Under a stereomicroscope, morphological difference was not observed between the inoculation with A4T and LBA9402 10 days after inoculation.  At this stage, a bacterial film appeared on the cut surface and the cells in the area close to differentiating resin ducts, where the root primordia were expected to be initiated according to our histological observations (Li and Leung, unpublished data). As early as day 14, primordia-like lumps could be observed in the treatment of LBA9402+IBA, but in the treatment of LBA9402 without IBA primordia were hardly seen at this stage. This suggests that addition of IBA to the medium seemed to enhance root formation earlier. The primordia in the treatment of LBA9402+IBA could be clearly observed at day 16. At the same time, only calli were observed in the controls without inoculation with the bacterium. One week later, the roots formed in the treatment of LBA9402+IBA were developing well. In contrast, only fewprimordia were observed in the treatment of LBA9402 without IBA. It seems that more calli were produced in controls at this stage regardless whether IBA was present or not in the medium. Surprisingly, the amount of calli formed did not appear to be very different between the two controls (with and without IBA in the absence of bacterial inoculation). At day 26, the newly formed roots developed further, and the longest root reached up to 2.3 cm.

    Rooting trials with intact seedlings

    After 6 weeks, the survival of seedlings co-cultivated with strains A4T or LBA9402 and the control, was similarly high (Table 2). More adventitious roots were formed in response to inoculation with LBA9402 than A4T. Root formation was not observed in the control (Table 2). Adventitious roots frequently formed from the infection site (Figure 1A left seedling), but roots appearing from above and below the infection site were also observed in some inoculated seedlings (Figure 1A the second seedling).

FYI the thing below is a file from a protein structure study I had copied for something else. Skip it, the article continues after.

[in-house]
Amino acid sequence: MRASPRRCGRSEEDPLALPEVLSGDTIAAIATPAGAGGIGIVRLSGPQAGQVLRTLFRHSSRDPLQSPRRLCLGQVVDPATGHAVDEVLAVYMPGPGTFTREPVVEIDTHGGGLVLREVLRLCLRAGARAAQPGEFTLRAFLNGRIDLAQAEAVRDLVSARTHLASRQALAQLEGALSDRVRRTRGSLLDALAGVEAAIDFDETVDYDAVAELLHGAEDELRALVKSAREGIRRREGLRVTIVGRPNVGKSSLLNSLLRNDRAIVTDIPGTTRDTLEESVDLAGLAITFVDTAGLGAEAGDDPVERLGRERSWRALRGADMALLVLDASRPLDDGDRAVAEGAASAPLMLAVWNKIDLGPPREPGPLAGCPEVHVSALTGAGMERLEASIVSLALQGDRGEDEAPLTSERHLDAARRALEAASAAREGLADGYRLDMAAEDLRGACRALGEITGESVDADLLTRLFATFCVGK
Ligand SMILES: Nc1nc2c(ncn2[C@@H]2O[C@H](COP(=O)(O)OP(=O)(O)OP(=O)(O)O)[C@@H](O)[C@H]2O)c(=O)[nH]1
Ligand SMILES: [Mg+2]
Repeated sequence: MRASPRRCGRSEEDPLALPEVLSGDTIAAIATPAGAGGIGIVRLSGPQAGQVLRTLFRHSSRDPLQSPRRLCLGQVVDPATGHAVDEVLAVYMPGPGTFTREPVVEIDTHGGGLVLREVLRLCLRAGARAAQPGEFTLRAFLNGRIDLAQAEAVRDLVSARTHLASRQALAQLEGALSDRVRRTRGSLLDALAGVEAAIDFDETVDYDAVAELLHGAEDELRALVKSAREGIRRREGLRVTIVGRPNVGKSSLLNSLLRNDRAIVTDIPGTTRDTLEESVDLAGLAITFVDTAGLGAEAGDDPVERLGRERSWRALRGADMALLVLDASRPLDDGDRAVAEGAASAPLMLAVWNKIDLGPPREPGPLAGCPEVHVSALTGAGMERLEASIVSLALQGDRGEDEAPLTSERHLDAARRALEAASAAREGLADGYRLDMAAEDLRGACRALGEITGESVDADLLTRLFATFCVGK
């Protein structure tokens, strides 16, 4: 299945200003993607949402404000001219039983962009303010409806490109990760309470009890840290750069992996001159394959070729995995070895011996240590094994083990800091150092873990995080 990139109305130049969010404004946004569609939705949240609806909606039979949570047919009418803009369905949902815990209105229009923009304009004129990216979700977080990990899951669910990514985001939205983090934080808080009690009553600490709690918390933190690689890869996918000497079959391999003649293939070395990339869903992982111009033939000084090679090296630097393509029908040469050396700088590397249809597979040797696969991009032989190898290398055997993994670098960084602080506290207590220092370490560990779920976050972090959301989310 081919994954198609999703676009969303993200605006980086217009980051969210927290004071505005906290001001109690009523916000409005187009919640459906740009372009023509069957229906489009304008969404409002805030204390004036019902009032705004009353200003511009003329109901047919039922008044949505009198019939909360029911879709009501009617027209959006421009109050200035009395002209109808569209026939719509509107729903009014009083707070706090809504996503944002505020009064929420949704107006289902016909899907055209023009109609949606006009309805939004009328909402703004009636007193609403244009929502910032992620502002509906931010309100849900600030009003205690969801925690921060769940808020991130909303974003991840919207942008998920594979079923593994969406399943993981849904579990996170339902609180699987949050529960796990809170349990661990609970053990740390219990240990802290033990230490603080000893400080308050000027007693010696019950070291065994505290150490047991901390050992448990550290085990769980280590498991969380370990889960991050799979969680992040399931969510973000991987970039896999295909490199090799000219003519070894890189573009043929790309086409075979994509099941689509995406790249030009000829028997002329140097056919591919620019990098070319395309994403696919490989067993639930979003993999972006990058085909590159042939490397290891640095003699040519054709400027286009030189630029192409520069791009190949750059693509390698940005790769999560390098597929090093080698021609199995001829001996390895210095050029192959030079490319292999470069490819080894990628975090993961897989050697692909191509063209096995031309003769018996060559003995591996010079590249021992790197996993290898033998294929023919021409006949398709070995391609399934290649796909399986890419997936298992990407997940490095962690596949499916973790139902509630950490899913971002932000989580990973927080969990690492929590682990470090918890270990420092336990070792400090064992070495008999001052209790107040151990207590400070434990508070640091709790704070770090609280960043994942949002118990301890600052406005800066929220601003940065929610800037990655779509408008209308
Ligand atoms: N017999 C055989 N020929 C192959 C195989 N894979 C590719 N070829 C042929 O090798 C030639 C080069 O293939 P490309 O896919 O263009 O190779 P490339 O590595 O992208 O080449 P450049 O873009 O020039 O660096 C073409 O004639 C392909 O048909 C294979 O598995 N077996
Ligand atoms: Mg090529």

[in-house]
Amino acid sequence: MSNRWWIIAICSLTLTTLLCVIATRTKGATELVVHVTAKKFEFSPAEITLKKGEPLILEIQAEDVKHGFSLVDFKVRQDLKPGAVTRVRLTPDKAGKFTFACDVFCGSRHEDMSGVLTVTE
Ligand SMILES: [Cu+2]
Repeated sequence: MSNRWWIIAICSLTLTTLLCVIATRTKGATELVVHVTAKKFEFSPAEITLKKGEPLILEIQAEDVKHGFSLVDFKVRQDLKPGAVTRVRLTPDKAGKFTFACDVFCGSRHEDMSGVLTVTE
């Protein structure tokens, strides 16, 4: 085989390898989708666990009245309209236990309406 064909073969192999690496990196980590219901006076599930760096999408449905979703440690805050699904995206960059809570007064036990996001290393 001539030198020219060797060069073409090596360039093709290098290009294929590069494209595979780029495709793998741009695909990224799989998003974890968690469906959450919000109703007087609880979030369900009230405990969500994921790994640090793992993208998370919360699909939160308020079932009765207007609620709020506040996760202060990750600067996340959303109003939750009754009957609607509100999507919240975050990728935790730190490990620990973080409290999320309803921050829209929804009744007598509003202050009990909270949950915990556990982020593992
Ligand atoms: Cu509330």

Rooting trials with de-rooted seedlings and adventitious shoots

    Survival of the de-rooted seedlings was very poor (Table 3). The few roots formed in the de-rooted seedlings were found at the very bottom of the cuttings (Figure 1B). Strain LBA9402 was the only strain used to induce roots in adventitious shoots because it seemed to be more effective than A4T in the preliminary root induction experiments. Eight weeks after inoculation, more adventitious shoots inoculated with LBA9402 rooted than control shoots did (1.6 ± 0.1 and 0.67 ± 0.33, respectively). Rooting percentages between the two treatments were significantly different at p<0.01 using Chi-square test of independence. Also, the adventitious shoots inoculated with LBA9402 (Figure 1C) produced a significantly greater mean number of roots compared to control (54.8 ± 9.7 and 8.0 ± 4.0, respectively).

    Discussion and Concluding Remarks

    The results here show that different experimental protocols could significantly affect survival percentages and the subsequent rooting percentages and root number. For instance, the survival and rooting was poorest in the experiment with de-rooted seedling cuttings kept in moist autoclaved vermiculite. The low survival rates may be due to the de-rooted seedlings not being able to absorb water and nutrients effectively from the culture medium since large pieces of vermiculite formed large spaces and the cut surfaces sometimes failed to touch the vermiculite.